Pallone Floor Statement in Support of Modernizing Toxic Substances Control Act
Energy and Commerce Ranking Member Frank Pallone, Jr. (D-NJ) today gave the following statement during House debate on H.R. 2576, the Frank R. Lautenberg Chemical Safety Act for the 21st Century, which modernizes the Toxic Substances Control Act.
Mr. Speaker, I rise in support of this legislation named after the late Senator Frank R. Lautenberg from New Jersey, a great friend of mine and a longtime environmental champion.
The Toxic Substances Control Act or TSCA has not been updated since it was adopted 40 years ago. For decades, we have known that the law is broken. So this legislation is long past due, and I hope that it will soon be law.
Had the law worked effectively from the beginning, we might never have had BPA in baby bottles, or toxic flame retardants in children’s pajamas and in our living room couches. Workers may have also been protected from exposure to asbestos decades ago.
Let me stress that last point. In 1989, after more than 10 years of study and analysis, EPA banned asbestos under TSCA. But the ban was overturned by the courts because of serious flaws in the statute and serious limitations on EPA’s authority. That court decision came down 25 years ago. Imagine the lives that could have been saved and the injuries that could have been prevented if that ban had stood.
Reforming this law is about preventing injuries and saving lives. It is about protecting vulnerable populations – infants, children, workers, the elderly, and communities that are disproportionately exposed to toxic chemicals. It is about getting dangerous chemicals like lead, mercury and asbestos out of consumer products, out of commerce, and out of the environment.
The bill before us today is a step forward in reaching this important goal. Let me briefly describe some of the improvements. This bill will make it easier for EPA to require testing of chemicals by allowing them to act through orders instead of rulemaking. It will also make it easier for EPA to regulate chemicals by removing procedural hurdles in current law and providing more resources through user fees. It will ensure that new chemicals are reviewed and regulated, if necessary, before they go on the market. And it will improve transparency by requiring manufacturers to substantiate their claims that information should be protected as confidential business information.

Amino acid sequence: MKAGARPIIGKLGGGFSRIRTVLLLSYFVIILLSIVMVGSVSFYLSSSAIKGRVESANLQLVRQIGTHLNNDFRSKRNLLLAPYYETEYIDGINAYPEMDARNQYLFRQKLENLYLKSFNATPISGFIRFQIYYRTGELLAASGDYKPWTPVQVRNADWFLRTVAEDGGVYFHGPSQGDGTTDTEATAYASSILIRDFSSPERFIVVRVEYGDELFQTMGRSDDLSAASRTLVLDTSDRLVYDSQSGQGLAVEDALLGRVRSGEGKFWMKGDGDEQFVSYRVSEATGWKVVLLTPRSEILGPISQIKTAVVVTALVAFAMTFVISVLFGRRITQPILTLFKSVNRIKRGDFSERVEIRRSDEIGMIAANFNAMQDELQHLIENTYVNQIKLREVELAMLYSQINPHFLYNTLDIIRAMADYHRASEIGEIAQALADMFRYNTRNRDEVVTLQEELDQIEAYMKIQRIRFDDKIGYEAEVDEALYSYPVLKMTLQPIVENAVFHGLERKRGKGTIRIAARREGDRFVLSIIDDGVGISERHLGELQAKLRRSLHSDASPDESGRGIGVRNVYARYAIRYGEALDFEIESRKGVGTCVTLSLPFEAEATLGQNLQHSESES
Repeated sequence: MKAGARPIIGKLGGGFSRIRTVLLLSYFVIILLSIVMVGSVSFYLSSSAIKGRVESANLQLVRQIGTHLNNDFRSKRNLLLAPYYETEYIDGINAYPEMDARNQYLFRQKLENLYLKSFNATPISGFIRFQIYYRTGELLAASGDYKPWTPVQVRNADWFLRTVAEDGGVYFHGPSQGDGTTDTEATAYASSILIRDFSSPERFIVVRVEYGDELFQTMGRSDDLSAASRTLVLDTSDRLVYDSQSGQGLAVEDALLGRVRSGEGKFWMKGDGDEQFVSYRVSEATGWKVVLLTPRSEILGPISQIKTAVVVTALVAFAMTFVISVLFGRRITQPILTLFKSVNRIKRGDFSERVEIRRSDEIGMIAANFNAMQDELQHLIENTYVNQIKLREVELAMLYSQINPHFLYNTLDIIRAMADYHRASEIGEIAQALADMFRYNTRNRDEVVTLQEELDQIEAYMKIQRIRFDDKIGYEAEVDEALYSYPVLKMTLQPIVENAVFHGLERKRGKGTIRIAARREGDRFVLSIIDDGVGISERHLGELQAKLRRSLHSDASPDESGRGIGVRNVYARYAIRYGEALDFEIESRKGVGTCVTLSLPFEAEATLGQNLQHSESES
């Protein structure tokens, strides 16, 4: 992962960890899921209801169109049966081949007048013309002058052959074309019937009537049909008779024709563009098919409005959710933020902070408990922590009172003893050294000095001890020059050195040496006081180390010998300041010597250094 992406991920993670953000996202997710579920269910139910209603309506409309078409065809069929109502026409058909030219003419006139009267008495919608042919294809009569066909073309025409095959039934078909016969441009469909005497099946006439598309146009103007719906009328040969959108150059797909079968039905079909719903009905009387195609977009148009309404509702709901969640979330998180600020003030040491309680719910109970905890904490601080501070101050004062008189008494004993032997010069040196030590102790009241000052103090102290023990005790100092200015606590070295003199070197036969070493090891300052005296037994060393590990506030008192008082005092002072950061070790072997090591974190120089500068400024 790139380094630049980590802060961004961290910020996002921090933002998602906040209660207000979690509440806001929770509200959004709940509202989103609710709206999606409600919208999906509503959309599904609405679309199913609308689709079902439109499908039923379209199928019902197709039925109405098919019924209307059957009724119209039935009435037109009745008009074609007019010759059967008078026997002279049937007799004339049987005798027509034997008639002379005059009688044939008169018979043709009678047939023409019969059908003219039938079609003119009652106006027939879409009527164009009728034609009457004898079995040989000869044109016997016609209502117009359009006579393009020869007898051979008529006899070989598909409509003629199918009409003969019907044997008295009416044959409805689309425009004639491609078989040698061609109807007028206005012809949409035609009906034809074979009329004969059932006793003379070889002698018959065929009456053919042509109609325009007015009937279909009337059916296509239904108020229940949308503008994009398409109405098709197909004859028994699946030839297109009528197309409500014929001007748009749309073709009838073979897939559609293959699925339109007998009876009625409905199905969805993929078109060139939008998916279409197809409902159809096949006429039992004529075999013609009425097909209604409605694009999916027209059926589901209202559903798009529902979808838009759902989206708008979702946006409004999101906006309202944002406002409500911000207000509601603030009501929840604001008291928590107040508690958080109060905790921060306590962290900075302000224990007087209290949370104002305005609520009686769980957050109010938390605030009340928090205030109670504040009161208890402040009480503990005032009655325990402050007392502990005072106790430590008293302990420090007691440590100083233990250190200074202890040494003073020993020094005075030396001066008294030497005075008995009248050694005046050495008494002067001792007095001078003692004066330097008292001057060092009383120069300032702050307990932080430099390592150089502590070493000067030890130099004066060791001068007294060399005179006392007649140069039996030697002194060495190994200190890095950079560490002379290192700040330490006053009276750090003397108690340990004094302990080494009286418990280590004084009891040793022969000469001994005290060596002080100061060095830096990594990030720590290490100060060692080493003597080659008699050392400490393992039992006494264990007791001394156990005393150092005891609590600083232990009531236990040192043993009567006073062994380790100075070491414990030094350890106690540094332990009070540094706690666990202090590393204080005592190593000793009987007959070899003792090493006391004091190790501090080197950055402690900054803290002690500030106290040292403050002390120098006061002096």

These are all major improvements over current law, but this is a compromise bill. It is not the bill that Democrats would have written if we were in the majority. I understand that some of my colleagues will oppose this legislation today, and I respect that position.
On the substantive side, the bill could make it harder for EPA and citizens to use some of the tools that have proven effective under current law, including Significant New Use Rules and citizen petitions. I would have preferred to leave those tools intact, but hopefully, the new tools we are giving the Agency will more than make up for those changes.